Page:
300 Miles Down…13.1 to Go


bibThe training for my first half marathon has come to an end. The only thing left to do is run it. I tallied up the number of miles I’ve run since January, when I began to think about taking on this goal. I was amazed to find that it added up to over 300 miles. Not bad for someone who has never considered herself a runner.

I haven’t told too many people about this half marathon in my future. It makes me uncomfortable.  I am afraid that they will look at me with the same assumptions I used to have about people who were running long distances. I assumed they had some kind of special magic. Like they were born into an elite group known as RUNNERS. And as RUNNERS, this whole running thing came easily.

I haven’t felt worthy of people assuming these things about me. Because I have no special magic and running is certainly not something that has come easily.

When I do talk about it, I find myself wanting to tell people my story so they realize that this accomplishment, when it happens, was never on my to-do list. I had labeled myself a non-runner a long time ago. I had no plans to take up this challenge until one thing led to another…one foot landed in front of the other over and over again…and 300 miles later, I’m doing it.

There was a time when I said, “I could never run five miles.” Now I say, “I haven’t run 13.1 miles YET.” The difference is not simply one of semantics.

But to really understand that, you’d have to go back to the beginning.

Almost 20 years ago I was a spectator at a marathon for the first time. I was dating someone who was running it. So my girlfriend and I, hungover from a night of partying, filled our to-go mugs with Bloody Marys and parked ourselves along the race route.

I remember watching with horrified fascination as these people willingly put themselves through what looked like hell. Men’s shirts were bloody where their nipples had been chaffed raw. Agonized women staggered by on painfully stiff legs. I saw someone fall. I saw people crying.  I couldn’t believe it.

I sipped my drink, shook my head and said with all the wisdom of a 23 year old, “Never. Not for me.”

For a long time, running any distance at all was out of the question. After several years I was asked to do a charity 5K. I trained and got myself to the point of being able to run three miles. The day of the race came and, because of my inexperience, I started too fast. Any experienced racer knows this is the worst possible strategy. I quickly exhausted myself and ended up having to walk most of the way.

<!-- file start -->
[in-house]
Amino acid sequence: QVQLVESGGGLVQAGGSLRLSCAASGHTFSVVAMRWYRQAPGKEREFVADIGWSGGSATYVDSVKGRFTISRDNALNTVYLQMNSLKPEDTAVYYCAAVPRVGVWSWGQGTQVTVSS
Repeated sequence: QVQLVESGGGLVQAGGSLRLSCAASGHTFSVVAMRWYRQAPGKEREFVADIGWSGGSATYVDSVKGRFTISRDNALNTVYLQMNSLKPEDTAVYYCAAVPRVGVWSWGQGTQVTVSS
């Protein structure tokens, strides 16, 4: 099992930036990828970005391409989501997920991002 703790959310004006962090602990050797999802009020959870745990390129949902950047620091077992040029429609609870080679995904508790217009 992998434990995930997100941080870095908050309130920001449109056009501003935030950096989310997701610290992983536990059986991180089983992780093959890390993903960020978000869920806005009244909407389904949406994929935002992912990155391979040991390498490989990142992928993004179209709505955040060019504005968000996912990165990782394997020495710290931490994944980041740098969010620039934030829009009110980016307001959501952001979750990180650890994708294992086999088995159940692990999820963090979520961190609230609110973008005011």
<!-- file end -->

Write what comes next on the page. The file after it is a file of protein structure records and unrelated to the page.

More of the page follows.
“You see,” I told myself, “you’re not a runner.”

Years went by and I stayed true to my commitment to no running. Eventually some of my family members began a tradition of running in a Fourth of July race. My parents did the walk. My husband and sister, Toree, would run and often medal. My brother would run, sometimes while pushing a stroller. Pretty soon most everyone was participating. They didn’t always win, but they always had fun.

As for me, some years I was pregnant.

Some years I had a newborn.

Some years I just wanted to drink wine instead.

Finally, I gave in and walked the 5K.

Then I ran the 5K.

I did that for a few years—started training in April, ran the race in July. Then I was done.

“I’m not really a runner,” I’d say. “I just don’t want to be left out of the after race celebration.”

Then, two summers ago my sister, Sara, and I were sitting on the dock after the race. She said, “I need motivation to keep running. We should do the Detroit Marathon Relay.”

At first I thought she was crazy. It sounded impossible. That was a real race and I was not a real runner. But we researched the legs and found that there was a short one—just four miles. We talked and planned and dreamed of being the kind of people who could do it. When we asked Toree and my best friend, Angie, both of whom are experienced runners, of course they agreed. Team Fede-Bohr was born. (Named in honor of our maiden names–Fedewa and Bohr.)

I trained like crazy for that relay. My teammates were contributing distance, so I felt it was my job to at least try to contribute speed. I got down to a 9:40 mile which, for me, is fast. We had a blast training together and running the relay. After the race we celebrated our shared accomplishment and began to think about next year.

“We should do the half,” Sara said to me.

“No way,” I said. “I’m not a real runner. I could barely do this.”

But I couldn’t ignore the cracks that had begun to form around my my non-runner label. I had to admit, when I crossed the finish line after my four mile anchor leg, I kind of felt like a runner.

So I decided to keep running. In January, I begged my friend Jen to do a 5K race with me at the end of February. She agreed. So I ran all through the cold winter months. I pulled on two pair of thermal leggings, layered turtlenecks and sweatshirts, bought running gloves and a headband and faced subfreezing conditions. As long as there was no ice, I ran.